The ACT doesn't penalize guessing, so you should never leave any answer blank even if you have to take a completely blind guess. Even with this information, students still make one huge mistake. Here we expose the biggest ACT guessing strategy mistake students make, and suggest a much better approach. We've seen students improve 1-2 points immediately after applying this 5-minute strategy.
The Biggest ACT Strategy Mistake
ACT takers already know not to leave any questions blank – after all, the ACT doesn't penalize guessing. But many students take this to mean that they should spend substantial time on each question. These mistaken students think, "if I have to answer all questions, doesn't it make sense to spend at least 20-30 seconds looking at each?" The answer is a big, fat NO.
Let me be clear: you have to give an answer for each question, but you DO NOT need to spend 20-30 seconds looking at each question. I am a strong advocate of blind guessing for many students on many types of questions.
First, What Is Blind Guessing?
Blind guessing is exactly what it sounds like -- guessing on a question without even reading it. Just filling in "C" or "G" at random. This might sound crazy, but for many students this is not a bad strategy.
How and Why to Use Blind Guessing
In particular, you should always blind guess when you encounter a problem way beyond your difficulty threshold. For example if you usually score a 15 on the math section, then most of the problems in the "hard" towards the end of the section will be way above your skill level. You get .20 points (in expectancy) just for blind guessing, which means you have a 1-in-5 chance of getting it right. And it takes 1 second!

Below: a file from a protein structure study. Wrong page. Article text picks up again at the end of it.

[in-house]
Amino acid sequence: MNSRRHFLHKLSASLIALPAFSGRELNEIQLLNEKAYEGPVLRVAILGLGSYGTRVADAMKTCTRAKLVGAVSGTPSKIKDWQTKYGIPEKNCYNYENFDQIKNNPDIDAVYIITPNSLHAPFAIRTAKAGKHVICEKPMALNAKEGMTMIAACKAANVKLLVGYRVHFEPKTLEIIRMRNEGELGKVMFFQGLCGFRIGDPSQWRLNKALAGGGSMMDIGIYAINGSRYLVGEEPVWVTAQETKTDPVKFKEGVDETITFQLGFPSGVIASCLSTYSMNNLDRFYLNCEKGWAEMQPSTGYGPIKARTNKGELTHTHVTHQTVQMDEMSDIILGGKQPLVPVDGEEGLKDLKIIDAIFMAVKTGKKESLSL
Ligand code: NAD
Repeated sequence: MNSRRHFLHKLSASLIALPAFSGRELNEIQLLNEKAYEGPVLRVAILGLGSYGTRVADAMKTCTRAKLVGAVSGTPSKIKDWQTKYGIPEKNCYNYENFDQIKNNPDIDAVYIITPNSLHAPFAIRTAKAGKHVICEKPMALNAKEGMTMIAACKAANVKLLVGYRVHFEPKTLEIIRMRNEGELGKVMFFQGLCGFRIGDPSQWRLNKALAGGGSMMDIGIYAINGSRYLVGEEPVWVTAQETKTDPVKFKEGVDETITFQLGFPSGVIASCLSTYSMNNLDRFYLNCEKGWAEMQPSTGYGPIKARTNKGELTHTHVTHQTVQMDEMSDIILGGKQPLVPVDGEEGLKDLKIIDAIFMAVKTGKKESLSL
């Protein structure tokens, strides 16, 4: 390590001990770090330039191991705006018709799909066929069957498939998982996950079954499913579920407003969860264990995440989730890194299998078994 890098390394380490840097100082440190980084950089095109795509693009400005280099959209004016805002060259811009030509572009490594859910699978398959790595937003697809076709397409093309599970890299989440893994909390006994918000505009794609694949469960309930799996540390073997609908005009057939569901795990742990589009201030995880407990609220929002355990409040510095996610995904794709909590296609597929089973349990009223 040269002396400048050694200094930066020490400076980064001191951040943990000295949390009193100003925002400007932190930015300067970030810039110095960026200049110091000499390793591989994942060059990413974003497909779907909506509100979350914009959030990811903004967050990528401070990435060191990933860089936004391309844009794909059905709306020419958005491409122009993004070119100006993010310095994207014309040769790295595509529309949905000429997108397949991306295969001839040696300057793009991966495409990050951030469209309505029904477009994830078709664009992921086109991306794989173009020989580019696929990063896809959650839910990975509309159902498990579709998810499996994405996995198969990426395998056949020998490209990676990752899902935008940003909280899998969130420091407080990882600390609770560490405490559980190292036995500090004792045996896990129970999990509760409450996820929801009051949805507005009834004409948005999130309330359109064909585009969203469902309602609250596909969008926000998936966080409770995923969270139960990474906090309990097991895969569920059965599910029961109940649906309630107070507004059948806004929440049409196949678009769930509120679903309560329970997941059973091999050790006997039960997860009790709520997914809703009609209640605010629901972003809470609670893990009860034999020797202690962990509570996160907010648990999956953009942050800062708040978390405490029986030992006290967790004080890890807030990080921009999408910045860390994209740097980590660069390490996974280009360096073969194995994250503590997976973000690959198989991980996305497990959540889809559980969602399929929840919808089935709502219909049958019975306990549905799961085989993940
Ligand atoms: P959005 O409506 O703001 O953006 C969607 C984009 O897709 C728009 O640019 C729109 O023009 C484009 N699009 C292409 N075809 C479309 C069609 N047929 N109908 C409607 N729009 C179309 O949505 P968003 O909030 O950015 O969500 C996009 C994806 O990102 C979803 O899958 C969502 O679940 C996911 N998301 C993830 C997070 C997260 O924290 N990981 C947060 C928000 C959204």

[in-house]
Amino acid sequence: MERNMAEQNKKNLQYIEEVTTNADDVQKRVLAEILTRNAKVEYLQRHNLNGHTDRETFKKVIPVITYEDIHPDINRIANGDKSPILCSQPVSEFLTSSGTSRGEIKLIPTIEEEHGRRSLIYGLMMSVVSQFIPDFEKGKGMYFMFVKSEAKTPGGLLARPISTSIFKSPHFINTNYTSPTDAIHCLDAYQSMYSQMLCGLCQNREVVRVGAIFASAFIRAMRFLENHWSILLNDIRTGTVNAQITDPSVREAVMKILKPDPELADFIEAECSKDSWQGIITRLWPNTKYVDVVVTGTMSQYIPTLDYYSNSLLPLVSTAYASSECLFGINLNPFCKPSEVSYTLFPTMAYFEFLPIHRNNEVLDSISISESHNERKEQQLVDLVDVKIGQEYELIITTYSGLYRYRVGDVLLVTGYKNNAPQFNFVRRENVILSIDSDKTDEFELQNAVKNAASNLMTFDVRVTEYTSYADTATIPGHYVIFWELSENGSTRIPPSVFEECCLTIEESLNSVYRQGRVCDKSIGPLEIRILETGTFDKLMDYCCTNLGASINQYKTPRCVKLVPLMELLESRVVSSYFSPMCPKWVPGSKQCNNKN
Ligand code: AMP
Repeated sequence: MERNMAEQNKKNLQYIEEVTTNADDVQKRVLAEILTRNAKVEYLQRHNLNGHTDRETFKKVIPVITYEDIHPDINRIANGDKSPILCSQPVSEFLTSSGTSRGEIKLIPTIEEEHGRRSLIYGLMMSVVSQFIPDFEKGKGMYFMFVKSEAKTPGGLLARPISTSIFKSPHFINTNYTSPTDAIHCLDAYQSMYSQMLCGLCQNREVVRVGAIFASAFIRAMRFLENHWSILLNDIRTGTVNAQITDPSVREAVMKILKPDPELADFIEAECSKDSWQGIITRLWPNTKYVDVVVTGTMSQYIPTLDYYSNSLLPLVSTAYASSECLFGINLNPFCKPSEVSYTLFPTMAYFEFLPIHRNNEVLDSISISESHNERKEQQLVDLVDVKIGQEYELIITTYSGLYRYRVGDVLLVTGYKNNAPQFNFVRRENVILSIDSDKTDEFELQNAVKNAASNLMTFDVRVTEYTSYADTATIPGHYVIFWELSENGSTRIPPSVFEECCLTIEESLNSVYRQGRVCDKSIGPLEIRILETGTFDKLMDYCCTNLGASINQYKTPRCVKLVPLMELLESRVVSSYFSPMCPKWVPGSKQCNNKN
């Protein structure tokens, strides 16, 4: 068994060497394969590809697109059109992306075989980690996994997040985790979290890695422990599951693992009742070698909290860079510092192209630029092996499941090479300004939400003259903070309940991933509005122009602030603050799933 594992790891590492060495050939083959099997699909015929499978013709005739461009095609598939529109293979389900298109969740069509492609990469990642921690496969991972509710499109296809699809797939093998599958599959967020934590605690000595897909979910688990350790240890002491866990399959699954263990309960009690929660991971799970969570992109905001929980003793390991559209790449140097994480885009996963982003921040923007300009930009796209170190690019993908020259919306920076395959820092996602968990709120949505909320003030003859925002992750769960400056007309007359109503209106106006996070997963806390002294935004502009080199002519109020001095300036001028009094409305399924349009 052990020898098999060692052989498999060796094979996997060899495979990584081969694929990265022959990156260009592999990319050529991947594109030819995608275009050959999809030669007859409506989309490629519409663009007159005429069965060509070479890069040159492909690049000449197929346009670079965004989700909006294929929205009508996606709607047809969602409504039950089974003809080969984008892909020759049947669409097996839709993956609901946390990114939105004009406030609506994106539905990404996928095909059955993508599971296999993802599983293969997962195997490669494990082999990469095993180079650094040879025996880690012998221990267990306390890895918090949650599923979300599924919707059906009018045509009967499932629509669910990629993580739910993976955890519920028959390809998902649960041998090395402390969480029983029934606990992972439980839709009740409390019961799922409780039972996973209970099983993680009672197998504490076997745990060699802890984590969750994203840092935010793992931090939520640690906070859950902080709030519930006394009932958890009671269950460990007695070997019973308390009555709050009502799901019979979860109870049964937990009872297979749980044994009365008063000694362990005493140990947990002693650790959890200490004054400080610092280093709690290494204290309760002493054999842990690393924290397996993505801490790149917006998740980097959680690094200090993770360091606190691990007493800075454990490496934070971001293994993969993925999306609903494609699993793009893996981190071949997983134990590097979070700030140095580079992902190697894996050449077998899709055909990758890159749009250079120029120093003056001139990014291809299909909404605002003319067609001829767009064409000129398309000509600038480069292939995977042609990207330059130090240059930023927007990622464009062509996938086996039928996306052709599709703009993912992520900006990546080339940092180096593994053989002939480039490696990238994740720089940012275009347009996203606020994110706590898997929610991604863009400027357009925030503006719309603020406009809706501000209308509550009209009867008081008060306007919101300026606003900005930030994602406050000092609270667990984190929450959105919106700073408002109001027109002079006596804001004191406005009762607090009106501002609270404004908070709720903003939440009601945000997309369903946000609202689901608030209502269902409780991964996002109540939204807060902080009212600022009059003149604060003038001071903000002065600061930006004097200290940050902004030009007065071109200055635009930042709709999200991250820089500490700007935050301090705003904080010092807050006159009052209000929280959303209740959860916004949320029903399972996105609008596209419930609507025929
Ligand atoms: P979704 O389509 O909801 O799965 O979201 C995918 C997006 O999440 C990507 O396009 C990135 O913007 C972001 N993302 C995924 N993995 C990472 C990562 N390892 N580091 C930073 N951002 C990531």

Now, since these are hard questions, and you usually score a 15, it may take you 2 minutes just to understand each question, and another 2 minutes to eliminate a couple of answer choices. This is a really bad use of four minutes to just get .4 extra points (in expectancy). Besides, you may not even eliminate correctly.
Who Should Not Blind Guess: High Scorers
High scorers, those with above a 20 on all sections, should not be using Blind Guessing. That's because, to maximize their points, they need to be spending time trying all of the questions. In such a case, since you're reading and understanding all questions anyway, you might as well make a more educated guess by eliminating some answers.
When Everyone Should Not Blind Guess: Easy Questions
For easy questions (those toward the beginning of the section), everyone should be trying them -- even if you're a low scorer, these are the questions that will give you your baseline points. On these questions, blind guessing is a big no-no.
As a recap, a holistic ACT guessing strategy is made up of three parts:
1. Always answer all questions, even if it means blind guessing last minute. Never leave them blank!
2. If you read a question, make an educated guess by eliminating answers you think are wrong.
3. Do not spend time on all questions: for ones that you know are much too hard for you, intend to blind guess.
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Fred is co-founder of PrepScholar. He scored a perfect score on the SAT and is passionate about sharing information with aspiring students. Fred graduated from Harvard University with a Bachelor's in Mathematics and a PhD in Economics.